Things that I have been doing to try and help the case: As I mentioned earlier, I ended up buying and after-market ESC (Watt-age 15A) to solve a speed glitch problem, which it did. The other added benefit, which I didn't think of as a pro at the time, is that the auto cut-off feature can be reset during flight (No little red button). It's kind of hard thinking of so many things when anything goes wrong, but a little extra juice on final apprach is handy. I try very hard not to do "dead stick" landings, as it takes a piece of crap flyer and turns it into a piece of crap stone. So, if my timer lies to me and I end up dead, hopefully high enough to affect directionality, I can pull the throttle to neutral, and leave it there until I need a little kick. The battery pack will ballance the residual charge and come up above the cut-off threshold, as long as you don't floor it when you kick it back on. It does help to stay horizontal during an otherwise dead landing.

As for grass mods, your guess is as good as mine. I know bigger wheels are always better, but I can't imagine what the extra payload would do to the flight characteristics. Longer wire-type gear like what is provided, with bigger wheels might do it, as long as the grass was pretty short, and the wheels didn't function like directional air-brakes. Then again, I tend to bounce my landings pretty good and longer wire might just flip me prop-side. Just some thoughts, I'm with you on the "Learn as you go" thing, and hopefully won't go broke in the process. Good luck!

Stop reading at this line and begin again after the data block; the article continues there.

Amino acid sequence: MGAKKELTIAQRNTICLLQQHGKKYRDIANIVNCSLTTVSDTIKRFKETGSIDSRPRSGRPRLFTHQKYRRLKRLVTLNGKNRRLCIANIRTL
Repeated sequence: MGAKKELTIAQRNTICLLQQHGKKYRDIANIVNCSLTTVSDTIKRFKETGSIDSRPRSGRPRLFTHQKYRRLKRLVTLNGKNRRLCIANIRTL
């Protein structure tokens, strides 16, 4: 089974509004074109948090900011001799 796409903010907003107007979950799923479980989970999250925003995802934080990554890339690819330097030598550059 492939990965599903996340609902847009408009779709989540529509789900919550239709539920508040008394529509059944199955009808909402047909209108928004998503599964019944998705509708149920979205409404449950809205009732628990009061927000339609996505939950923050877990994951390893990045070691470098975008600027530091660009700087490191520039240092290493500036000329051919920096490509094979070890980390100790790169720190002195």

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Old 01-21-2004, 10:04 PM
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Default RE: How is this plane?

Yeah Casey, I am in the same boat as you are about flying when no one is around. The last time I flew, or the time i totaled it, ther was a few people around who were smiling when I crashed it. I guess they didnt knwo how much these things cost, otherwise they would have been open-mouthed with shock like I was.